This is from the Ringside Seat email I get from the American Prospect. The climate impact analogies are vivid and alarming: “Mother Jones follows climate-change dynamo Jason Box to Greenland’s ice sheet to learn that it’s halfway to snowcone and might go full slushie way ahead of schedule.”
Meanwhile, researchers are looking to fossil formations for clues from past climate changes to help predict sea level rise due to man-made global warming.
The real story about solar energy isn’t necessarily being told by the mainstream media. Media Matters debunks common myths, one by one, concluding that we’re in the midst of a solar energy boom.
I spent Sunday marveling at the miracles of nature in the Nisqually National Wildlife Refuge. So I was chastened to read Thomas Lovejoy’s NYT op-ed and be reminded me that that place—and its creatures—are “dead men walking.” Climate change will likely raise sea level enough to flood virtually the entire refuge. Lovejoy, whom I had the honor to meet some years ago, is right on the money in this piece. What worries me most is that while there is a global movement to slow climate change, efforts worldwide to save the diversity of life on Earth do not add up to a movement yet.
A humorous and playful but ultimately deadly true commentary about the North American way of death: the way we segregate the aging and the ill from a youth- and health-idolizing culture.
On the same theme is another NY Times piece, also well worth your time. The way the US medical care system responds to life-threatening health conditions is better than it used to be, but it remains troubling. As this article explains, most doctors would never get the kind of end-of-life medical care many of their patients get:
Almost all medical professionals have seen what we call “futile care” being performed on people. That’s when doctors bring the cutting edge of technology to bear on a grievously ill person near the end of life. The patient will get cut open, perforated with tubes, hooked up to machines, and assaulted with drugs. All of this occurs in the Intensive Care Unit at a cost of tens of thousands of dollars a day. What it buys is misery we would not inflict on a terrorist. I cannot count the number of times fellow physicians have told me, in words that vary only slightly, “Promise me if you find me like this that you’ll kill me.”
To me, the most arresting article this week was SNL Financial’s interview with former Montana Governor Brian Schweitzer, a long-time booster for coal. When asked about the proposed export terminals in the Northwest, he had this to say:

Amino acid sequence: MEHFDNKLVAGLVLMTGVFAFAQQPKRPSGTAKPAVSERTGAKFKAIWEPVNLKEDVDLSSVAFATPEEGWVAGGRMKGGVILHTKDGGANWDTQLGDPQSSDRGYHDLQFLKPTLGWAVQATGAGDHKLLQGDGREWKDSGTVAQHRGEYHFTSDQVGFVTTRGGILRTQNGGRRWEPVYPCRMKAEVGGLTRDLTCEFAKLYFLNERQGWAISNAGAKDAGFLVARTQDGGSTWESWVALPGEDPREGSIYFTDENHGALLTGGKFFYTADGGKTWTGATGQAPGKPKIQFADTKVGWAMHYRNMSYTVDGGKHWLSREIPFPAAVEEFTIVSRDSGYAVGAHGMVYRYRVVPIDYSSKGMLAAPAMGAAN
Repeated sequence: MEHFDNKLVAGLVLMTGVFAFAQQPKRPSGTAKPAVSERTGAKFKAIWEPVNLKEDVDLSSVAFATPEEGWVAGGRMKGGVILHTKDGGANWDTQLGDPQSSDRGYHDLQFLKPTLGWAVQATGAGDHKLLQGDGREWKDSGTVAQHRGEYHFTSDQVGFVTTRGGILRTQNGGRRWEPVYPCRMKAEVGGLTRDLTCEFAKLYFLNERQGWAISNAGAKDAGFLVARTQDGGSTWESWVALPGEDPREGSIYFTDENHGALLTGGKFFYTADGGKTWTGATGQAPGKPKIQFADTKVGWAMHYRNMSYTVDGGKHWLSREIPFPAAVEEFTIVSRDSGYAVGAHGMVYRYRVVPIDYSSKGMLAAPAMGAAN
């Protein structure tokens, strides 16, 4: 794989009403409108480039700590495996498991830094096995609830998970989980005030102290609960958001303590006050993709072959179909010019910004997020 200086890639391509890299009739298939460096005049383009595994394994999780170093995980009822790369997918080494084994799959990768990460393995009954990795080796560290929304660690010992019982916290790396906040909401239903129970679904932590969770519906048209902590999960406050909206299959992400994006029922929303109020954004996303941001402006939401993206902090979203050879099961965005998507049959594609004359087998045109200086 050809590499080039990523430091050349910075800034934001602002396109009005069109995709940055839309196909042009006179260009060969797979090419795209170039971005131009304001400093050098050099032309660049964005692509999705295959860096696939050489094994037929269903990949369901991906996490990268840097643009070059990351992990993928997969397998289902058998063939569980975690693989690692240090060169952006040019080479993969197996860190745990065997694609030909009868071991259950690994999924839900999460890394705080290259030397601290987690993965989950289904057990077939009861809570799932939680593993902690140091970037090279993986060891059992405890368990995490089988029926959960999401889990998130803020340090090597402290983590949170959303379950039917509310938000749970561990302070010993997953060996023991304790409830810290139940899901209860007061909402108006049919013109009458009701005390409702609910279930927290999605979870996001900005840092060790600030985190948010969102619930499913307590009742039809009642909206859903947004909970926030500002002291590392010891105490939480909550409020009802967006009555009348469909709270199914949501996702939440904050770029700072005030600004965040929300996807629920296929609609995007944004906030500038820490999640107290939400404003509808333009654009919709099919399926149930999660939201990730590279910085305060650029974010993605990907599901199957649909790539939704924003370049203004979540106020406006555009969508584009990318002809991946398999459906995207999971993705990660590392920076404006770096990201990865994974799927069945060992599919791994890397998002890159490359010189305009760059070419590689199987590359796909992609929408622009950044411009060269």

You call those plans? I don’t see the plan that’s getting built. A plan is when you put it on a piece of paper and pay somebody to start pouring concrete. I’ve been out there looking at these things. I think Cherry Point is dead.
The Millennium project in Cowlitz County there that Ambre has proposed, that is far out into the distance. Ambre has also got a plan that they hope to get built along the Columbia River on the Oregon side. But I think that Oregon has poked a big hole in that balloon. So the only export terminal that we really have is in Vancouver, and now they’ve got their locals up in arms when Westshore has proposed to increase from about 27 [million] to about 30 million tons.
Ten years from now, maybe there will be some export capacity on the West Coast, but for right now, what we have is completely full and what has been proposed is probably dead — and not even dead in the water, just dead.
Schweitzer is very knowledgeable about the coal industry and now he’s got everyone wondering if he knows something we don’t.
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Thanks to Hugh Geenen for supporting a sustainable Northwest.
Apparently, the Washington transportation department wants to remove the old 520 “ramps to nowhere” that grace Seattle’s arboretum like the ruins of some ancient freeway-building civilization. This, in my opinion, is a terrible idea. The old ramps make for an accidental playground in the city, perfect for leaping off into the lake on a hot summer’s day as I did when I was a kid. More importantly, they are a monument to the past, and a physical reminder that bad ideas can be stopped. (In this case, the planned R.H. Thomson Expressway that would have destroyed a huge swatch of the Central District and Madison Valley neighborhoods.) I’m looking forward to seeing what Knute Berger has to say on the matter.
A reader from the small mountain town of Packwood, Washington points me to these fascinating “rail” maps for California. They’re subway system-like productions that illuminate the huge number of places that you can reach by transit in the Golden State. As he points out, “a Cascadia map could showcase long-distance rural bus routes that can expand the scope of the rail and urban transit system… by taking Grays Harbor and Pacific Transit buses, the north Oregon coast and Long Beach Peninsula are accessible via the Olympia Transit Center to all the Puget Sound area transit systems.” We should have something like this for Cascadia, no?
Speaking of buses, if you’re a Seattle bus rider—and particularly if you’ve ridden the 358—you may enjoy The View from Nathan’s Bus. It’s an astonishingly well-written blog on the tribulations and exultations of being a city bus driver.
What does Michael Bluth have in common with Ivan Karamazov? More than you might think.